Birthplace Learning Event

Natural Resources, Economic Value and Money in the Global Economy

A Roundtable Discussion

A panel of experts will discuss the findings of German researcher, Stephen Ternyik, presented in his paper, “The Eco Energetic Point of View.” The event will take place, Thursday, September 10, 2015 from 4 pm – 5:30 pm at the Henry George Birthplace.

For more information or to reserve a seat, please contact Birthplace Director Alexandra Lough at

About Stephen I. Ternyik


Stephen received his Magister Artium degree in Education Management and Technology Evaluation in 1985 from the Technical University of Berlin. Ternyik served as a visiting research fellow for technical creativity at Tokyo University in 1993, and is a 1995 graduate of the Henry George Institute in New York.

Dissatisfied with the analytical framework of the social sciences, Ternyik has employed the methodology of the natural sciences in examining the role of energy (natural resources) for human social life. The more advanced human societies become, Ternyik believes, the more they have to learn about the efficient use of natural resources.

About the Panelists

Scott Baker is the Managing Editor at, where he also serves as the Economics Editor. Additionally, Scott is a blogger for Huffington Post, Daily Kos, and Global Economic Intersection. He is the author of America is Not Broke! (Tayen Lane Publishing, 2015), an updated anthology of his articles for

Edward Dodson, M.L.A., is the Senior Researcher at the Henry George Birthplace and Historical Research Center. Previously, Ed worked at Fannie Mae where he held positions as a market analyst and business manager.  He is the author of a three-volume work, The Discovery of First Principles and many published articles and in 1997 he established the online education and research project, the School of Cooperative Individualism.

Andrew Mazzone is the President of the Henry George School of Social Science Board of Trustees and a financial advisor to several New York-based corporations. Previously, Andrew served as the President of several major multinational corporations including Xiom Corporation (2004-2007), Thermal TEC Inc., (1998-2004), and TTI Holding, Inc. (1996-1998). He also held several positions at Perkin Elmer Corporation, where he worked from 1970 to 1995, including Executive Vice President and President.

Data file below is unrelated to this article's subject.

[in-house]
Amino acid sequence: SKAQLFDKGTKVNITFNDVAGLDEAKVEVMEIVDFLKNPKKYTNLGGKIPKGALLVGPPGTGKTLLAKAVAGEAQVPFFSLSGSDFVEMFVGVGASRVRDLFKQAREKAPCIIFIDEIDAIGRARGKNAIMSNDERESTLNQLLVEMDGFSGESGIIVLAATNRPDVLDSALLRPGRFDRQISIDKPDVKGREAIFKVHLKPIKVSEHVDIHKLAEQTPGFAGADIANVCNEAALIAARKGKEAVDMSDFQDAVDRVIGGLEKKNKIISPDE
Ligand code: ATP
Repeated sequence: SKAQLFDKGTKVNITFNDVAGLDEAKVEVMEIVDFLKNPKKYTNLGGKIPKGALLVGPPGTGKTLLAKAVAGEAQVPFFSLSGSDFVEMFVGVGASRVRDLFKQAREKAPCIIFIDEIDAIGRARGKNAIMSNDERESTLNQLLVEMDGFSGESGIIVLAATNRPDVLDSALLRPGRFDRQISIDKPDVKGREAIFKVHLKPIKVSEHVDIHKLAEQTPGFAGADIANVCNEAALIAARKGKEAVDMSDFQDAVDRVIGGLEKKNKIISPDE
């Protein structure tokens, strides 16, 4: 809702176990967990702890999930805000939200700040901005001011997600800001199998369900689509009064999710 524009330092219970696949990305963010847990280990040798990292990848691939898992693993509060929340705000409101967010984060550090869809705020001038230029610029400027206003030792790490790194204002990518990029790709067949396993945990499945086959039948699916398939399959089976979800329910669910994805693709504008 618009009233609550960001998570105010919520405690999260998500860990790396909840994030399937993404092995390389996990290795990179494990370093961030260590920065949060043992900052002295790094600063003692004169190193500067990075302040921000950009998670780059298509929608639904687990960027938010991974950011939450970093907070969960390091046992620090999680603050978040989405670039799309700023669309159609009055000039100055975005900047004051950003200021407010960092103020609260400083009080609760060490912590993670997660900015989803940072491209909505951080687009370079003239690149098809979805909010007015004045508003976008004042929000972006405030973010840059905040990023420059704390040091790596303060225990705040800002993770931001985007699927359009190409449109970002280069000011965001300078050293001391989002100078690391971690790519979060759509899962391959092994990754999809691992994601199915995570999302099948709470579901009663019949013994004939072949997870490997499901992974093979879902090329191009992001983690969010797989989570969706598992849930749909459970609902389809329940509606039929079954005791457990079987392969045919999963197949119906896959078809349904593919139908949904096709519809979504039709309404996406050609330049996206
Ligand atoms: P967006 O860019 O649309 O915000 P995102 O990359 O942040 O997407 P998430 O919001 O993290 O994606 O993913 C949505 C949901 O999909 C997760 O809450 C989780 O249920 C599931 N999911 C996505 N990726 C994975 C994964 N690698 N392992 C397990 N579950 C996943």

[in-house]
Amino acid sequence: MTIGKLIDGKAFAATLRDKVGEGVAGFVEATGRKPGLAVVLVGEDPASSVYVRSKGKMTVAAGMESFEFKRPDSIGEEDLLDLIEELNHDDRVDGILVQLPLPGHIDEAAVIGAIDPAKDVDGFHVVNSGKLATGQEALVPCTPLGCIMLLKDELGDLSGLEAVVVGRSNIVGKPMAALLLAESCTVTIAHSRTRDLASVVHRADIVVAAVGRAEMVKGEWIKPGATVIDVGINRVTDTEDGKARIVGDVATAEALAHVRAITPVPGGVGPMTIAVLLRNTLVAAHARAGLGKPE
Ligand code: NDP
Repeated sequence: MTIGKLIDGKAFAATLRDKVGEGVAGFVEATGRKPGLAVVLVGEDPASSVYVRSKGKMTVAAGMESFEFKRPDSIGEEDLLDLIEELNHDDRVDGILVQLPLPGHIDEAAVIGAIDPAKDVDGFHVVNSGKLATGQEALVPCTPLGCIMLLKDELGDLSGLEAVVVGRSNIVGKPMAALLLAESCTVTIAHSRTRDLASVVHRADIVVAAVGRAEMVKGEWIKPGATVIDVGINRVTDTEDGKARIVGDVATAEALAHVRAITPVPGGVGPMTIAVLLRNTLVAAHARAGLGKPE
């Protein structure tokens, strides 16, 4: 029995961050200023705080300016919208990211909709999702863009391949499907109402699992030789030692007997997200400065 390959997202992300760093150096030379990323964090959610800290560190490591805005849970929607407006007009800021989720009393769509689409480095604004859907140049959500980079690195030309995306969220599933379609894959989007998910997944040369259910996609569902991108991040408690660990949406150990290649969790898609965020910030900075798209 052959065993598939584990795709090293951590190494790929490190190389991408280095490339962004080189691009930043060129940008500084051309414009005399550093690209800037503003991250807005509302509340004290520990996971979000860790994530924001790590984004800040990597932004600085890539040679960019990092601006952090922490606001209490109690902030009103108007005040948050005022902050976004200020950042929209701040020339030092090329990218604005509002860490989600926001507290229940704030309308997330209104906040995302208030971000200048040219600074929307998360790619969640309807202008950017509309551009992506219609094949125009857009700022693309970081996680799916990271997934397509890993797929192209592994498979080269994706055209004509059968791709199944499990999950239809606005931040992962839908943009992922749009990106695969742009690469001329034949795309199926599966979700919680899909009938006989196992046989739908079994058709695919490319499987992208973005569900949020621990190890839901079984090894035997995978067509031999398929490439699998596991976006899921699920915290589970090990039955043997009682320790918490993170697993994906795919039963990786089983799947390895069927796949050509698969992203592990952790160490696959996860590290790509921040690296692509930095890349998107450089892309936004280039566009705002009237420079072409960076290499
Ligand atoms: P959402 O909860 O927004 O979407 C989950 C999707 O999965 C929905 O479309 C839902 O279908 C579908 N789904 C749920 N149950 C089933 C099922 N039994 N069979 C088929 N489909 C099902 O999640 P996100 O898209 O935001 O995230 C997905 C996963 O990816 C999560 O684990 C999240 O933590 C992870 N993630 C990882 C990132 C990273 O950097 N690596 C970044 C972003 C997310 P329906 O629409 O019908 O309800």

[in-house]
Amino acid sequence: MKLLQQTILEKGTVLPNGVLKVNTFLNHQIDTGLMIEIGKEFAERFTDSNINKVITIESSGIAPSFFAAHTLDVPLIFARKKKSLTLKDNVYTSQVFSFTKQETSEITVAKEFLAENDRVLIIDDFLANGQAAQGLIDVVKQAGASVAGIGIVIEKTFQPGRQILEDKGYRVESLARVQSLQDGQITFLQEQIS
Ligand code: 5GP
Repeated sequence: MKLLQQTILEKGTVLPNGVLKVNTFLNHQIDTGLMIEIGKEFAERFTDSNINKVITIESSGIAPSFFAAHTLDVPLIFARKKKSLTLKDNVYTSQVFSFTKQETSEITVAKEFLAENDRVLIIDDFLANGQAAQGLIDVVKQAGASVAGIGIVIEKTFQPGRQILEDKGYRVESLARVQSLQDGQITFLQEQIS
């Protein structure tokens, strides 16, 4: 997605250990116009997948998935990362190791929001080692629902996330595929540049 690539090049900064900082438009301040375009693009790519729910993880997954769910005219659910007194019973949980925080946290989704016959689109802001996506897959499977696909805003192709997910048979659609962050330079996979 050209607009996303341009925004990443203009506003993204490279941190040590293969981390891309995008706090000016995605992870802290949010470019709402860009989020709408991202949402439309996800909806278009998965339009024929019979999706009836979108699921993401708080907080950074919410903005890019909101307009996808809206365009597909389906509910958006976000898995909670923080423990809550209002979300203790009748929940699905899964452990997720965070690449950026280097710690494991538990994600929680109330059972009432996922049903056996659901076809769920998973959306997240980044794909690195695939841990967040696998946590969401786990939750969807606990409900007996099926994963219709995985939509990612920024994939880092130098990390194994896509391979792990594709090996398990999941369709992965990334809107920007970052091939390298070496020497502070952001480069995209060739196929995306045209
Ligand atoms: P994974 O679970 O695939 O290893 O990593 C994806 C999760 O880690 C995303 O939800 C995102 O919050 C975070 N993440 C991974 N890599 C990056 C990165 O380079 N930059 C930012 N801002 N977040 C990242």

Alan Tonelson serves on the Henry George School Board of Trustees and is the founder of RealityChek, a blog covering a wide range of domestic and international policy issues. Previously, Alan worked at the U.S. Business and Industry Council where he followed the impact of globalization on the U.S. economy. He is the author of The Race to the Bottom (Westview, 2000), a former fellow at the Economic Strategy Institute and holds a bachelor’s degree from Princeton University.

Lindy Davies serves as Program Director of the Henry George Institute and editor of the Georgist Journal.  He is the former Assistant Director of the Henry George School and author of The Alodia Scrapbook (2010).  In 2012 Lindy led a successful campaign to gain approval from the National College Credit Recommendation Service for the Henry George Institute’s political economy curriculum.

2 thoughts on “Birthplace Learning Event

  1. Your article brilliantly explains for me the disparity between sitting in the HGB, touring Society Hill or walking North Philly. As alertness is the price of freedom, an economic course direction will be necessary; surely, the accumulated wealth of the ~ 2/3 is still comfortable, but the vital future question is about new value/wealth creation and sustainability (e.g. social silicon valleys).The geonomic point of view that HG handed down to us us can surely help us to better understand and invent new economic alternatives of human productivity, in terms of the optimal use of land, labor and capital, i.e. entrepreneurial value-adding without the monetary mechanism of extracting value (some-thing) for no-thing. It is my informed guess that this innovative economic conversion of pressing human needs into new products will take place via the techno-logical wave of eco-tech, bio-tech and health tech (=de-central and cleaner tech). Best: stephen

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